Breaking Down the Walls


Breaking Down the Walls. Photo: HHEF.

It all started in 2013 at Broken Arrow High School for Jason “JJ” Jedamski. Now, he’s making a difference in more than one school district. He made a visit to Hatboro-Horsham in the middle of October, and it only took a few minutes for the impact his program has to show. 

Just four years into his tenure as the Director of Student Life and Activities at Broken Arrow, he turned a school that once had less than 3% of its student population attend homecoming into Varsity Brand’s most spirited high school in the country.

Throughout the week of Oct. 17, Jedamski visited through his organization, Ignite2Unite. He ran Breaking Down the Walls, one of his programs that encourages students to better understand people they don’t know. Students partook in training sessions to become better leaders and listeners in the school community.

Jedamski’s career in speaking started when he partnered with Phil Boyte at Learning for Living. Here, he produced digital content for schools and organized events similar to Breaking Down the Walls. Now, Jedamski and Breaking Down the Walls has traveled all over the country, and he is making an impact on students everywhere he goes.

“I thought about it a lot after it was over,” freshman Maddie Sachson said. Maddie also said that she learned a lot about people and she was reminded that people aren’t always as they seem.

During the event, students participated in activities and games with people they didn’t know or weren’t familiar with. Students were strongly encouraged to break away from their friends and to go meet new people. Many of the exercises Jedamski led were meant for students to learn the importance of listening to one another, and he showed how people have so many different life stories that many don’t even not know about.

As the day progressed, students were slowly guided into deeper, more personal activities that further explored all different experiences people have gone through. Towards the end of the event, students participated in an activity where they had to cross the line if a subject applied to them. Many of these subjects were about personal topics that forced students to go outside their comfort zones by sharing stories they might have previously kept to themselves.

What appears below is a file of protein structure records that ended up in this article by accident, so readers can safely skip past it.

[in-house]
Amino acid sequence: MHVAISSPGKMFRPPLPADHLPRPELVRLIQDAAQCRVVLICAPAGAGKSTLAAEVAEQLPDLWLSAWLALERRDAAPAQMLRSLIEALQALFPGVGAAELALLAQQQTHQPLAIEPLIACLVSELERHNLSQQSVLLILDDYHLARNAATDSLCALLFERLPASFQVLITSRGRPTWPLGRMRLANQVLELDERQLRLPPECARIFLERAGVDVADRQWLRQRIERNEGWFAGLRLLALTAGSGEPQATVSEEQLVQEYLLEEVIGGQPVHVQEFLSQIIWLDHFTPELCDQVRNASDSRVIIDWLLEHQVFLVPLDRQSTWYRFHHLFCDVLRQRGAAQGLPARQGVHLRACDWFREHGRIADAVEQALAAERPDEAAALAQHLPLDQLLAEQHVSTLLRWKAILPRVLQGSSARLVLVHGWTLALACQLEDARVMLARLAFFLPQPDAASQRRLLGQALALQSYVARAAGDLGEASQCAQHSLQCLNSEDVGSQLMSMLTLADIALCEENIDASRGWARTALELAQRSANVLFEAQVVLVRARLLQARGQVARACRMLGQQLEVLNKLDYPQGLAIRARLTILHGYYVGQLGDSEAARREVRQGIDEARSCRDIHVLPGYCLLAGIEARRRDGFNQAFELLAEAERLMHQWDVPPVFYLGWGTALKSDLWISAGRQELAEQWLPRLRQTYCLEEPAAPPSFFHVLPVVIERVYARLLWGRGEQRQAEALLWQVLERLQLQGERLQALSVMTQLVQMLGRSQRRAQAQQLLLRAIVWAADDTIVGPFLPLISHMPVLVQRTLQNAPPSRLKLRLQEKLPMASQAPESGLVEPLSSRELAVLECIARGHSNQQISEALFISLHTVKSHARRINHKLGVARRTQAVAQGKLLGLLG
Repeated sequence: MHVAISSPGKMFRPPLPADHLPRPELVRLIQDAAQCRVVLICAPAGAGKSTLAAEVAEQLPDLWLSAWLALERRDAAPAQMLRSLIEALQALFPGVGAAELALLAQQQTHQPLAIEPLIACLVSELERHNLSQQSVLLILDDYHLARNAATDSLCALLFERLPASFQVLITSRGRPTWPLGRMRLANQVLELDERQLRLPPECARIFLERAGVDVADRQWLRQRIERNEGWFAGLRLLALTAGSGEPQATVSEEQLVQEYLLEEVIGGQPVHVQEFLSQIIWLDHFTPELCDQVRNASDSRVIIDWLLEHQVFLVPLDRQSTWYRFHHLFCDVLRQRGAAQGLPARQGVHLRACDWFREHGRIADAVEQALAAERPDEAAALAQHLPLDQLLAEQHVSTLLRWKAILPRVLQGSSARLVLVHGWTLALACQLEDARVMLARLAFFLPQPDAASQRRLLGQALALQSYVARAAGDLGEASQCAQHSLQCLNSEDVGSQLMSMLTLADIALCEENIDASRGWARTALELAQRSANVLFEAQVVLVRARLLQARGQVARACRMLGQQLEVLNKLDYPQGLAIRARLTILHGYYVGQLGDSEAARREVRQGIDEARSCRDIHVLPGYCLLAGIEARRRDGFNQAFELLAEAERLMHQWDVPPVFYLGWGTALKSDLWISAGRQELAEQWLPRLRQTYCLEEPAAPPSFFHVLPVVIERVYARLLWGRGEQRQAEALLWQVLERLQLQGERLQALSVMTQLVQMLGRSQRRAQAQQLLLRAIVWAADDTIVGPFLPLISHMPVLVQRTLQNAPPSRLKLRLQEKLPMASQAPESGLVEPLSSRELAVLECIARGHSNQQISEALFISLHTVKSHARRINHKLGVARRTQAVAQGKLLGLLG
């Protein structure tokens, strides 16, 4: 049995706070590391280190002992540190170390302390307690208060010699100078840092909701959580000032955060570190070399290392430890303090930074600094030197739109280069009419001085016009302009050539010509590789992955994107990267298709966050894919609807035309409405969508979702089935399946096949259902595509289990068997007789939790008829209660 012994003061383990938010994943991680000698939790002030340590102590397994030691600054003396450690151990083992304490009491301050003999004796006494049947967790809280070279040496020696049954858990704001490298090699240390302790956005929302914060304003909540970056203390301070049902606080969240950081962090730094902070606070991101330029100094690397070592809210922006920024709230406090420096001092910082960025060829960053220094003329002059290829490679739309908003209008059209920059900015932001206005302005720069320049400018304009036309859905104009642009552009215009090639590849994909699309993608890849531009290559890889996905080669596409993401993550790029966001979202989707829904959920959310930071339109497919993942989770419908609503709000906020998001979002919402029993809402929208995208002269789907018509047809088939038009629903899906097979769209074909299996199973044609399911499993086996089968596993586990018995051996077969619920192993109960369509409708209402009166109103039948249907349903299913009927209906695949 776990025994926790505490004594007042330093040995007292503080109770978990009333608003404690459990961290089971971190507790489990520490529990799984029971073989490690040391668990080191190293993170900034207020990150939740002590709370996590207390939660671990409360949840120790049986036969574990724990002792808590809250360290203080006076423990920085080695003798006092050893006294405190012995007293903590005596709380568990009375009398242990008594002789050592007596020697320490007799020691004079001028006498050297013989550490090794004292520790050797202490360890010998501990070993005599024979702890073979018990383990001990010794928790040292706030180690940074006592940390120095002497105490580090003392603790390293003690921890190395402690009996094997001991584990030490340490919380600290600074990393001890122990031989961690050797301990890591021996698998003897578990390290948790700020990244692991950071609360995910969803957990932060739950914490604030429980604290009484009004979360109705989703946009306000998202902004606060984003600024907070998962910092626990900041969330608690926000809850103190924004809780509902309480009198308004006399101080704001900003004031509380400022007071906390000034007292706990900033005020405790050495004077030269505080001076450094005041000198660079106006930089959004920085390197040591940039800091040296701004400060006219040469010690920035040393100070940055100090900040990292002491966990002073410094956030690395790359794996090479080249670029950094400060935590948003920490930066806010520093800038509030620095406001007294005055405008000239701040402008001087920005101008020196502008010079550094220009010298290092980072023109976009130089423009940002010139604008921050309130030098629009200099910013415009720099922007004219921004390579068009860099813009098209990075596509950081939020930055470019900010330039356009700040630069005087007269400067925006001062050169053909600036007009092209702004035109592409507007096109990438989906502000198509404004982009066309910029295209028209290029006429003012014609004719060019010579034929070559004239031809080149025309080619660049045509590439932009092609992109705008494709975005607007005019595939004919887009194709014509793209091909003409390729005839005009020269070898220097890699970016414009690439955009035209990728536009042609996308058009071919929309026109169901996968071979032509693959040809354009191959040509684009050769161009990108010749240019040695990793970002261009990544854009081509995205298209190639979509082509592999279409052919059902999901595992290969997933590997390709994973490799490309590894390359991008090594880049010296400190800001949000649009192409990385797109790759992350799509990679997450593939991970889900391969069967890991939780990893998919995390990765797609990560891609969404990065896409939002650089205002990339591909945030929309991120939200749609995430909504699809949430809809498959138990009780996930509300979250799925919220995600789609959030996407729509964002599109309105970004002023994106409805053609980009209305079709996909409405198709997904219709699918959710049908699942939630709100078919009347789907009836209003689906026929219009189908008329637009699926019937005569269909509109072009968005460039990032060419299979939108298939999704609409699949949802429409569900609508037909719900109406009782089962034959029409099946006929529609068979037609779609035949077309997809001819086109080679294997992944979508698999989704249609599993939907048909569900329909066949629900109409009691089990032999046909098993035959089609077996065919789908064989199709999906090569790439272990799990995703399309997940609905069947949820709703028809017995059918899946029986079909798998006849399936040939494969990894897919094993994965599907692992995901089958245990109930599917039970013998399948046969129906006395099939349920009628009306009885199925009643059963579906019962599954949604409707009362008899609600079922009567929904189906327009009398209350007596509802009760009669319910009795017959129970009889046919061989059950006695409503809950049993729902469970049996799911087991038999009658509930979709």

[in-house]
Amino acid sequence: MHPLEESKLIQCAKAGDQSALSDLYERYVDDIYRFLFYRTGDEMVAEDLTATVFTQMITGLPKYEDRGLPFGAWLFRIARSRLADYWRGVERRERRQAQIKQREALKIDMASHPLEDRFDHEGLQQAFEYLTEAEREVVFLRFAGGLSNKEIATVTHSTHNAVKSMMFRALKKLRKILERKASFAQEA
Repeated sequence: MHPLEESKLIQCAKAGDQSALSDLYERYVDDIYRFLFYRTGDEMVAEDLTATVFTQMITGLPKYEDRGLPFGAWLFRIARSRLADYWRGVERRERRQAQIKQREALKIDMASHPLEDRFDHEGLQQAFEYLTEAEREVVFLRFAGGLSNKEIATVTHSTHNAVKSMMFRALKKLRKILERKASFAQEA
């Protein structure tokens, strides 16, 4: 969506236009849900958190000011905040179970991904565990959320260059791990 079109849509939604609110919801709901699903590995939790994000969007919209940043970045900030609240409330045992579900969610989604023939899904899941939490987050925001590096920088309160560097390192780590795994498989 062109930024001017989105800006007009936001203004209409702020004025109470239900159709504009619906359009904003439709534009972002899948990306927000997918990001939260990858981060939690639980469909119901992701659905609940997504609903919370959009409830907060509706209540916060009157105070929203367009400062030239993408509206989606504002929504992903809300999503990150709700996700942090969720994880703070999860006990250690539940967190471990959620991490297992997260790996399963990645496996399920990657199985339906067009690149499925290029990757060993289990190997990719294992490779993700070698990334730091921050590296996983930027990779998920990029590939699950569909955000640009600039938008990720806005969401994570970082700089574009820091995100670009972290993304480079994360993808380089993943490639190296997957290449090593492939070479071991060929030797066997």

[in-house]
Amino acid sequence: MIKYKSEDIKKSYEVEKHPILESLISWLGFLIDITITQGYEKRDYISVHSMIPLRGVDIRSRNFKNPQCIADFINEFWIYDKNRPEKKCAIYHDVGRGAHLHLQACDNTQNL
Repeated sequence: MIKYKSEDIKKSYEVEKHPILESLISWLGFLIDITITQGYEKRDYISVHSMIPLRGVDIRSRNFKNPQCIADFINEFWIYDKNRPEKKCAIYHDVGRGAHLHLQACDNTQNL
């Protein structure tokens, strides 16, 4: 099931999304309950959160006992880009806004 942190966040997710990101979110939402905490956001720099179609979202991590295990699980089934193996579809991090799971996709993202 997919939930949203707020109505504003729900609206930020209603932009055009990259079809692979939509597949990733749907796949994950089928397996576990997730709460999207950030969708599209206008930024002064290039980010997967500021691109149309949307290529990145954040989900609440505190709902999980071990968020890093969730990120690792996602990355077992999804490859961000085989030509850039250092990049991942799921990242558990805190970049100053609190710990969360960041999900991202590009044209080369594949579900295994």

Naturally, many students found this uncomfortable in the beginning. “I felt like I was showing a side of me that isn’t often shown to the outside world. It was something I wasn’t used to,” freshman Aaron Ciciarelli commented.

Students were eventually put into small groups to discuss the impact different experiences can have on people. Many shared ways to make the campus a more welcoming, empathetic place, while others planned to focus on saying hello to or helping one stranger every day.

“[I want you] be the best version of yourself and be better together,” Jedamski said was his goal of Ignite2Unite. 

“Being the best version of yourself is as simple as saying hello to other students in your class when you walk in [or] pick[ing] up a random piece of trash on the floor when you see it.  Being better together means that we are working together to reach higher heights instead of trying to drag others down.”

Towards the end of the day, students were presented the opportunity to thank someone for anything they wanted. Some commented on something simple, like being a nice friend, and others thanked someone for saving their life mentally, emotionally and physically.

“[We] gained more sympathy and empathy for each other because you don’t know what other people are going through… It was nice to know a bit more about people,” freshman Ben Zollers said. “It’s a useful program.”